Fire Station 1 History

1870s
The new hose carriage house was built in 1870 and dedicated in February 1871. The site for it, purchased from Oliver White for $1,765, was located at the junction of Washington Street and Boylston Street, adjacent to Mr. White's block (part of the site of the present Fire Station). Initially, the lot was considered large enough to store a fire steam engine and to house a police station, among other functions (45 feet by 46 feet). The preliminary plan called for a building costing $8,000 with the interior to be finished as the occasion demanded.

New Station Construction
To construct the new station, 2 older wooden fire buildings at the site were removed. The old engine house was removed to the Milldam and the old hook and ladder house was moved to Boylston Street and altered. The new building was designed by Louis Weissbein in the Mansard style. It was a 2-story brick structure, 45 feet by 46 feet, with a 60-foot-high hose tower, which was furnished with an 800-pound bell. The first floor contained the engine room and stable as well as 4 cells for the police lockup. The Company Hall and 2 additional police rooms were located on the second floor. A large hall and 4 lodging rooms were on the third floor. The final cost of the new station was $13,000.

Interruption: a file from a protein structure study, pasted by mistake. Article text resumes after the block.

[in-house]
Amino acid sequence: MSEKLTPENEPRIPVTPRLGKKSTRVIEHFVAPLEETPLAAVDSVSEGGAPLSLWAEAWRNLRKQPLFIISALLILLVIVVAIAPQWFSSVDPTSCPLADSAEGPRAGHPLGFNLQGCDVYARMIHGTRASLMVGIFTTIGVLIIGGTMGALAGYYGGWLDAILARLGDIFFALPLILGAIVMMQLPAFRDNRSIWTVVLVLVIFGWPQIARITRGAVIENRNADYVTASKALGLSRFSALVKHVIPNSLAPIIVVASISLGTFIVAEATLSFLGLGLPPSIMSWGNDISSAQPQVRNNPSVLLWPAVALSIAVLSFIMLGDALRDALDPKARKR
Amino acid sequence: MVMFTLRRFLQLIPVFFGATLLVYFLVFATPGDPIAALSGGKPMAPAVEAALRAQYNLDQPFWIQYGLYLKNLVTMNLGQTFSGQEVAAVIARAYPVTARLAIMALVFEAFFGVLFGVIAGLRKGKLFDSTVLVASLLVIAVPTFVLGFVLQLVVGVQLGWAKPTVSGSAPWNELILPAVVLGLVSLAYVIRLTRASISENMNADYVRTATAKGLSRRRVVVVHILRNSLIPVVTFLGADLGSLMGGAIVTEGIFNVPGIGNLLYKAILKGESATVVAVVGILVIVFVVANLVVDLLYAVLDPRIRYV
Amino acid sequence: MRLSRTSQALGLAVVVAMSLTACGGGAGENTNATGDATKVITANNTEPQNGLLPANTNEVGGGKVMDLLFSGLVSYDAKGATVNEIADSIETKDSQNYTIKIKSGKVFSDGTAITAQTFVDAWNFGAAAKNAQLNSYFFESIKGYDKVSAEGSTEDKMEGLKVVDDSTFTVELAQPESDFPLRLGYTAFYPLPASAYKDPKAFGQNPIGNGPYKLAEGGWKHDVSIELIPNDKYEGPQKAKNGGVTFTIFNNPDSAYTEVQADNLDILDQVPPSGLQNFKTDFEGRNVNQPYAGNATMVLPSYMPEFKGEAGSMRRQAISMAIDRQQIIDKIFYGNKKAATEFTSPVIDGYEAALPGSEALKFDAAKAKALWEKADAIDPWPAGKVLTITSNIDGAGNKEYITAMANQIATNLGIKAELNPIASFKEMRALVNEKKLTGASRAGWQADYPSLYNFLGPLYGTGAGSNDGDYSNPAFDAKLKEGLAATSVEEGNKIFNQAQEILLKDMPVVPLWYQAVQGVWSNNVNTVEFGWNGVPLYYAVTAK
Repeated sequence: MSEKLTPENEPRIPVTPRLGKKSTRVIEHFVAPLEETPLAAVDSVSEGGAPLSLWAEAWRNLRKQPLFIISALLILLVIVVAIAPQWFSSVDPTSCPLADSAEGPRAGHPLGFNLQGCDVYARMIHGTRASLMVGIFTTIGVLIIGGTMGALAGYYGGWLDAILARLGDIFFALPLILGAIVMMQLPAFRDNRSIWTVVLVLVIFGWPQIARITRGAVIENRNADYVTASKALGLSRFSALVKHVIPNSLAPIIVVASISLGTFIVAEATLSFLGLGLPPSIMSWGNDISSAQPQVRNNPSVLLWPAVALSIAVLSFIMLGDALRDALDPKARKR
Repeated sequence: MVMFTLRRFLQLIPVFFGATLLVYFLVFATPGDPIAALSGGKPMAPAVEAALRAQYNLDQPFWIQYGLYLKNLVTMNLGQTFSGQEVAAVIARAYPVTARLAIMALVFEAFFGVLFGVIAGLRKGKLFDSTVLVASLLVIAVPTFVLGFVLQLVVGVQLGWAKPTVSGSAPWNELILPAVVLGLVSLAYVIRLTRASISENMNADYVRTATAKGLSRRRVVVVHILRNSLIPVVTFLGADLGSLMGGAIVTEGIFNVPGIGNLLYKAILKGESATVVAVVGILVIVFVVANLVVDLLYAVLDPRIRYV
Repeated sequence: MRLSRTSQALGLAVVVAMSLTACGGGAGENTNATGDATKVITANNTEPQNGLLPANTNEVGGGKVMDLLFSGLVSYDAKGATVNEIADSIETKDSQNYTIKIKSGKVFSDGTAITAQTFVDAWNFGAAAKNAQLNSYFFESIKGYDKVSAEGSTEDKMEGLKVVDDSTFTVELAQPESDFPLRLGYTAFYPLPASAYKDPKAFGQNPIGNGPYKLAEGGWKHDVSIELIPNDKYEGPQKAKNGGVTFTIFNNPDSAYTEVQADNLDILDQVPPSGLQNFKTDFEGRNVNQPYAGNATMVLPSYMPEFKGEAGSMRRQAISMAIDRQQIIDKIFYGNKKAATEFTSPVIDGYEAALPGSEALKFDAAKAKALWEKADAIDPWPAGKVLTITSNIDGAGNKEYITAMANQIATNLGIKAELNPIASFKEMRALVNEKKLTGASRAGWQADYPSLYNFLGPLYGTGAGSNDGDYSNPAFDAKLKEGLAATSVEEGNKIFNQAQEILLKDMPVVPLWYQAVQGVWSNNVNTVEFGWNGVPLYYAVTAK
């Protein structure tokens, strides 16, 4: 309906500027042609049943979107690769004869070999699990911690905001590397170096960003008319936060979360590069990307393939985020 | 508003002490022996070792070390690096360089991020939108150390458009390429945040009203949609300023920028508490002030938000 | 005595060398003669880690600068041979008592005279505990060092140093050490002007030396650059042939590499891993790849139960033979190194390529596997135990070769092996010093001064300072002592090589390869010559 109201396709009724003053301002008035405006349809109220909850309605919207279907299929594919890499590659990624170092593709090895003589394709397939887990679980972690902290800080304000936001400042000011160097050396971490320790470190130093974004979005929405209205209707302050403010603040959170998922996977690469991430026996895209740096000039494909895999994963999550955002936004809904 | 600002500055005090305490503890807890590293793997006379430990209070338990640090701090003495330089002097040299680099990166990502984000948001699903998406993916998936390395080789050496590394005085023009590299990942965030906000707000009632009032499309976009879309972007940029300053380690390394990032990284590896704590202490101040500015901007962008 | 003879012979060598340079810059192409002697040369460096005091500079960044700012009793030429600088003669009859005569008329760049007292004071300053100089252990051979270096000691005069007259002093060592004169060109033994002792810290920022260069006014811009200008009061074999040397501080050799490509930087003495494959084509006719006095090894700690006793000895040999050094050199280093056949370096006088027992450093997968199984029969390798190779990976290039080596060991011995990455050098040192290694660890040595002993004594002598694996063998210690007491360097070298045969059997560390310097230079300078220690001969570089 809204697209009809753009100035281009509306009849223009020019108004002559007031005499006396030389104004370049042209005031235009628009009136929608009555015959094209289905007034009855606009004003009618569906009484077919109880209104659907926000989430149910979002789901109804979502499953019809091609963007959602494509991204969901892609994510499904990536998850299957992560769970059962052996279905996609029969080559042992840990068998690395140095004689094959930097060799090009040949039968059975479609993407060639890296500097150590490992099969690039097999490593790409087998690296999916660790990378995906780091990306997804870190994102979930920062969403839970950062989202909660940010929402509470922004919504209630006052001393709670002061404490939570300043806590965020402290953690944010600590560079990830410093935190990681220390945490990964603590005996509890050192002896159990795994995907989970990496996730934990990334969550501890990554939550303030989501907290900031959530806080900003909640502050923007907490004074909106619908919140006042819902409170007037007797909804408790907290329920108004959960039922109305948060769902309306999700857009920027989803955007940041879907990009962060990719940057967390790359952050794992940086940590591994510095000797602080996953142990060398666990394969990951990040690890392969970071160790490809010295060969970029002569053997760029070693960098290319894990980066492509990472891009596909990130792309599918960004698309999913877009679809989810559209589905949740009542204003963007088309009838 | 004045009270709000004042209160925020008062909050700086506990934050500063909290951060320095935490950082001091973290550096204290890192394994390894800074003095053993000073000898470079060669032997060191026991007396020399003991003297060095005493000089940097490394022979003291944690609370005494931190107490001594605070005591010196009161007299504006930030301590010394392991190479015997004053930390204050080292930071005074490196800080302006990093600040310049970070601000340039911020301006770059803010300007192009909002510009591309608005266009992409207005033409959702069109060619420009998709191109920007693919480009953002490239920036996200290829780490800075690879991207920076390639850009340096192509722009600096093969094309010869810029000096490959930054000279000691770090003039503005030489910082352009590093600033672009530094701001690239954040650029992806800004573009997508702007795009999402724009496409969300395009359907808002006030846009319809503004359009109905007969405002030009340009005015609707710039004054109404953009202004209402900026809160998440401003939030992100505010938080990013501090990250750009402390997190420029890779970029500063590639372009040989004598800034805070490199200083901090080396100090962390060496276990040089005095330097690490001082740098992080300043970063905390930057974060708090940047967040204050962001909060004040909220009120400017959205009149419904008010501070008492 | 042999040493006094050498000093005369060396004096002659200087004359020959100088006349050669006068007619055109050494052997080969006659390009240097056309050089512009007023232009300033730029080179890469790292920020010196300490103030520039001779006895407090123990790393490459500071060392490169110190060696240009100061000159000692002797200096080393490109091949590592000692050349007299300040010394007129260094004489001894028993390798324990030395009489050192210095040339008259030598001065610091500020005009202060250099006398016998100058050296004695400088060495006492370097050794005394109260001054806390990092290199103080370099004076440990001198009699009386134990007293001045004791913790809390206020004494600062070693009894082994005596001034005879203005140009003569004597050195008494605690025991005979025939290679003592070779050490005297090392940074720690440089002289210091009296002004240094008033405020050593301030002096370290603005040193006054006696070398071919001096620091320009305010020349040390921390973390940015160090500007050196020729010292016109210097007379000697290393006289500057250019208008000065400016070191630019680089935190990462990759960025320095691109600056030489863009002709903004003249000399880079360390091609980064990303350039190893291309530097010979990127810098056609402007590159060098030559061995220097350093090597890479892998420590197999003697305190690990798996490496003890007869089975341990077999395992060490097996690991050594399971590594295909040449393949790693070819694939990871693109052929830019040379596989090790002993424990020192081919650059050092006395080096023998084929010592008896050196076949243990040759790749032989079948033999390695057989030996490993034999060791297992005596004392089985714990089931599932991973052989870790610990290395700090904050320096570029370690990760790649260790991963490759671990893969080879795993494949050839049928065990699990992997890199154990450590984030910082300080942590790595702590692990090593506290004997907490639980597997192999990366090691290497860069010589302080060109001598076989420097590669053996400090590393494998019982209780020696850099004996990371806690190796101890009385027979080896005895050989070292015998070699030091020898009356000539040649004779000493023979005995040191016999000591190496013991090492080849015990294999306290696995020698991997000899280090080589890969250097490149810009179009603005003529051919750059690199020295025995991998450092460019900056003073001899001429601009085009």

1878-1907
Beginning in 1878 and continuing for several years, rooms on the second floor were used as schoolrooms for 80 children. It was not a satisfactory location since the rooms were above the stable and the fumes wafted up to the school above. The Good Intent Hose Company moved into the new building and a company was formed to take care of the hook and ladder carriage. In 1874, Steamer 1, built by the Amoskeag Manufacturing Company, was bought and introduced into service. By 1880, this station housed Hose Company 1 and Steam Fire Engine 2. This old firehouse was considered outdated and was torn down in September 1907, to make way for the modern edifice.

The Present Station
The present station was designed and built in 1907-1908. The architects who won the architectural competition were Freeman, Funk and Wilcox. It is a brick and limestone Renaissance Revival building with a large hose tower. A public bathhouse, designed by Alexis French, the town engineer, was constructed adjoining it in 1909. In 1972, this station was remodeled.